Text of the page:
Lightly coat an 8 by 8 inch pan with cooking spray. Melt butter in medium saucepan over low heat. Add sugar and water and stir constantly until butter is melted and sugar is completely dissolved and no longer grainy (about 10 minutes). If sugar granules stick to the side, wipe them down with a wet pastry brush. When sugar is completely dissolved, turn the heat up to medium and stir constantly until toffee becomes a medium caramel color. Remove from heat and stir in vanilla. Pour toffee into prepared pan. Wait 7 minutes. Sprinkle toffee with chocolate and let stand a few minutes. Smooth chocolate with spatula and sprinkle with nuts. Wait until chocolate cools to break into pieces.
Next Up:
Christmas in France and Sable Cookies


LizNoVeggieGirl said...

Fabulous tale and tutorial!! Oh and I totally just won that same Trader Joe's pound of chocolate at the store yesterday, haha :-D

Julie Harward said...


Amanda said...

Oh those window displays, how I would love to go to London! I was actually born in Leicestershire, England, but have been in the states since I was 2. I still have family there and will visit some day. :)

I love your toffee, looks absolutely scrumptious!

Leslie said...

I love English Toffee. I love any kind of chocolate candy as long as it's crunchy.
We were so lucky to be in Europe at the beginning of the Christmas Season. Everything was so pretty, and I loved seeing London all lit up.
I posted my comment on the last post late, but The Friend is sharing Christmas around the World traditions, too.
I'm looking forward to what your going to share with all of us.

Leslie said...

I love English Toffee. I love any kind of chocolate candy as long as it's crunchy.
We were so lucky to be in Europe at the beginning of the Christmas Season. Everything was so pretty, and I loved seeing London all lit up.
I posted my comment on the last post late, but The Friend is sharing Christmas around the World traditions, too.
I'm looking forward to what your going to share with all of us.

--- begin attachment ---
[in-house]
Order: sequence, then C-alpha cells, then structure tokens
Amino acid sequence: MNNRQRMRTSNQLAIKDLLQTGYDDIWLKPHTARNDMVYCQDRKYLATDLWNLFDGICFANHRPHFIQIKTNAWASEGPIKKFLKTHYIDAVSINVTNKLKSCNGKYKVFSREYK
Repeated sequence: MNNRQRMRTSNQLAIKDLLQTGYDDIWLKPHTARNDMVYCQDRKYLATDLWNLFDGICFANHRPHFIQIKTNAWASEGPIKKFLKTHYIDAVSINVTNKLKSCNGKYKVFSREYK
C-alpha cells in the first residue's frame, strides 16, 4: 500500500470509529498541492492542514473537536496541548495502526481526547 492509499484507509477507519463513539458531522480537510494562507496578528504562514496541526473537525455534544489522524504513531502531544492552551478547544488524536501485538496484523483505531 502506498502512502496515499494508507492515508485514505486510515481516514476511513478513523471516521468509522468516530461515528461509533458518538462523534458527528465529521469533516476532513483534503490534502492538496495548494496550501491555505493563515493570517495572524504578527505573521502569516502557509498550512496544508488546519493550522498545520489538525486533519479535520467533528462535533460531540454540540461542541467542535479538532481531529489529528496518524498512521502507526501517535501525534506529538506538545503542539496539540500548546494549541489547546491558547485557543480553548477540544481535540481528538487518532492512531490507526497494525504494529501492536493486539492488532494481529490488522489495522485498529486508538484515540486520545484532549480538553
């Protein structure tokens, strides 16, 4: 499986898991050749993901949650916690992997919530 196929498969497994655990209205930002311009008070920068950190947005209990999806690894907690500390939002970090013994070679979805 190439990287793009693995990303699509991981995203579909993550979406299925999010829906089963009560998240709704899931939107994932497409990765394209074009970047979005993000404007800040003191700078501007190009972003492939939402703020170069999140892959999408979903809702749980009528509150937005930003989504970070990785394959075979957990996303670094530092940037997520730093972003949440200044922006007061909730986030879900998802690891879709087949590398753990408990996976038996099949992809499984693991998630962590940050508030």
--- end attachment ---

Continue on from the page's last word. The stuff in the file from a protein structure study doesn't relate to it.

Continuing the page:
Adrienne said...

Sounds good. I must admit, I've been looking forward to a really good Christmas sugar cookie recipe from you. I know you did some last year but seem to recall you said you had one that was better. If you make any this season, please chronicle it for posterity (and your greedy reader).

Prudy said...

Your request is perfectly timed. The charges were just asking for a sugar cookie baking afternoon. The only question left is when. Coming soon for certain.

Michal said...

you taught me how to make toffee about 9 or 10 christmases ago and i've made it every year since. it has definitely become one of my december must haves. yum. and i'd love to visit london in december; it sounds wonderful.

gigi said...

My friend makes something like this and have always wanted the recipe, thanks for sharing yours. I'm all smiles :)

Peggy Clyde said...

I love toffee and this one looks delicious and simple. Thanks.

Gem Stone-Logan said...

Are you sure about a higher temperature for the toffee when at a high altitude? The rule I've always followed is subtract 2 degrees F for every 1,000 feet. I live near Boulder, CO and my caramel turns out hard as a brick if I don't subtract 10 degrees from my mom's recipe.

Prudy said...

I realize that I didn't write that very clearly, so thanks. I went back and clarified. It should be 285-290 for high altitude, and at least 290 for low altitude. (Some cook books actually recommend up to 295 for low altitudes.) The higher altitude requires lower finished temps, just as you said. Sorry for any confusion. I'm in UT, your high altitude neighbor. T

Gem Stone-Logan said...

Ah, it makes sense that I misread. Almost no one mentions high altitude temps unless they either live or know someone who lives up here :) Thanks for clarifying!

Welcome to the Garden of Egan said...

YUM! Beautiful! Should I send you my address? JK

Looks fabulous!

Audra said...

IDID IT!!!! Every year I try to make toffee and always end up dumping all that butter, sugar and nuts out. But this time I followed your signs and didn't use a thermometer and it worked! Now I can't stop eating it and the chocolate isn't even set yet. Mine always separates into this mass of sugar and a lake of butter but just after that stage it came together and turned dark. It puffed some smoke and then I poured it in the pan. Thank you so much for a toffee recipe that doesn't need a candy thermometer!!! My hips don't thank you but I do. :)

Prudy said...

Gem, I blame myself. I rushed over that part and it was confusing. Good luck with your toffee!

Prudy said...

Hooray, Audra! I'm so glad it worked for you. I used to get toffee separation all the time, but then I learned the trick to very very carefully dissolving the sugar over low heat. That did the trick for me. It's so maddening to have to waste expensive ingredients. Three cheers for you!

Valerie C. said...

Hooray! I made it! Last year I made so many dang batches and it separated every time! I even bought the expensive butter and everything! I made your recipe today and it worked! Thanks

Prudy said...

Yes, Audra! Hooray, another success!